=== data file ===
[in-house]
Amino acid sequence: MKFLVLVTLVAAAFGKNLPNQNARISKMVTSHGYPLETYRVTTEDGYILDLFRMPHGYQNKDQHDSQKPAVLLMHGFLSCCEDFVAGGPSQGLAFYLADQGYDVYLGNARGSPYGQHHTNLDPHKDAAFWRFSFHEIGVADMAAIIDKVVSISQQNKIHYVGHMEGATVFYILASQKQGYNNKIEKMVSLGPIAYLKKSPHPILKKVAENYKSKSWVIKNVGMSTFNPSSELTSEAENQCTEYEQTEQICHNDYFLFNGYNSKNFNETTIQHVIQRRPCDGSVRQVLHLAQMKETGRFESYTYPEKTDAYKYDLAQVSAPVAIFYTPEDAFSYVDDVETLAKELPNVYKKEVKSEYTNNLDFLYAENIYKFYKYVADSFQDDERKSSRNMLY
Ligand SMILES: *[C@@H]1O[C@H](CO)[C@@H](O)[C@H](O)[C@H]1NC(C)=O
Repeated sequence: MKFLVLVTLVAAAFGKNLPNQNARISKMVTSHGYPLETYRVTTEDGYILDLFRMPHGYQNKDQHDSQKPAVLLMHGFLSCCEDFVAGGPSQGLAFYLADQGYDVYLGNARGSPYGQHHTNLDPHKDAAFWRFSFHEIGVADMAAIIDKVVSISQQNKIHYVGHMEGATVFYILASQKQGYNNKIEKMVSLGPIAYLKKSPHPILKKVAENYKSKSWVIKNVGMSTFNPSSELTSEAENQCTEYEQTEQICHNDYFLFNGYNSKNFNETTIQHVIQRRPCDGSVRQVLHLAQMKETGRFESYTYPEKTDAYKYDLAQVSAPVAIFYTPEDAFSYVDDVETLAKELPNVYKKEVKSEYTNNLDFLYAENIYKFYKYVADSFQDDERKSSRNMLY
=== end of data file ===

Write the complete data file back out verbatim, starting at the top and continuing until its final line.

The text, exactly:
[in-house]
Amino acid sequence: MKFLVLVTLVAAAFGKNLPNQNARISKMVTSHGYPLETYRVTTEDGYILDLFRMPHGYQNKDQHDSQKPAVLLMHGFLSCCEDFVAGGPSQGLAFYLADQGYDVYLGNARGSPYGQHHTNLDPHKDAAFWRFSFHEIGVADMAAIIDKVVSISQQNKIHYVGHMEGATVFYILASQKQGYNNKIEKMVSLGPIAYLKKSPHPILKKVAENYKSKSWVIKNVGMSTFNPSSELTSEAENQCTEYEQTEQICHNDYFLFNGYNSKNFNETTIQHVIQRRPCDGSVRQVLHLAQMKETGRFESYTYPEKTDAYKYDLAQVSAPVAIFYTPEDAFSYVDDVETLAKELPNVYKKEVKSEYTNNLDFLYAENIYKFYKYVADSFQDDERKSSRNMLY
Ligand SMILES: *[C@@H]1O[C@H](CO)[C@@H](O)[C@H](O)[C@H]1NC(C)=O
Repeated sequence: MKFLVLVTLVAAAFGKNLPNQNARISKMVTSHGYPLETYRVTTEDGYILDLFRMPHGYQNKDQHDSQKPAVLLMHGFLSCCEDFVAGGPSQGLAFYLADQGYDVYLGNARGSPYGQHHTNLDPHKDAAFWRFSFHEIGVADMAAIIDKVVSISQQNKIHYVGHMEGATVFYILASQKQGYNNKIEKMVSLGPIAYLKKSPHPILKKVAENYKSKSWVIKNVGMSTFNPSSELTSEAENQCTEYEQTEQICHNDYFLFNGYNSKNFNETTIQHVIQRRPCDGSVRQVLHLAQMKETGRFESYTYPEKTDAYKYDLAQVSAPVAIFYTPEDAFSYVDDVETLAKELPNVYKKEVKSEYTNNLDFLYAENIYKFYKYVADSFQDDERKSSRNMLY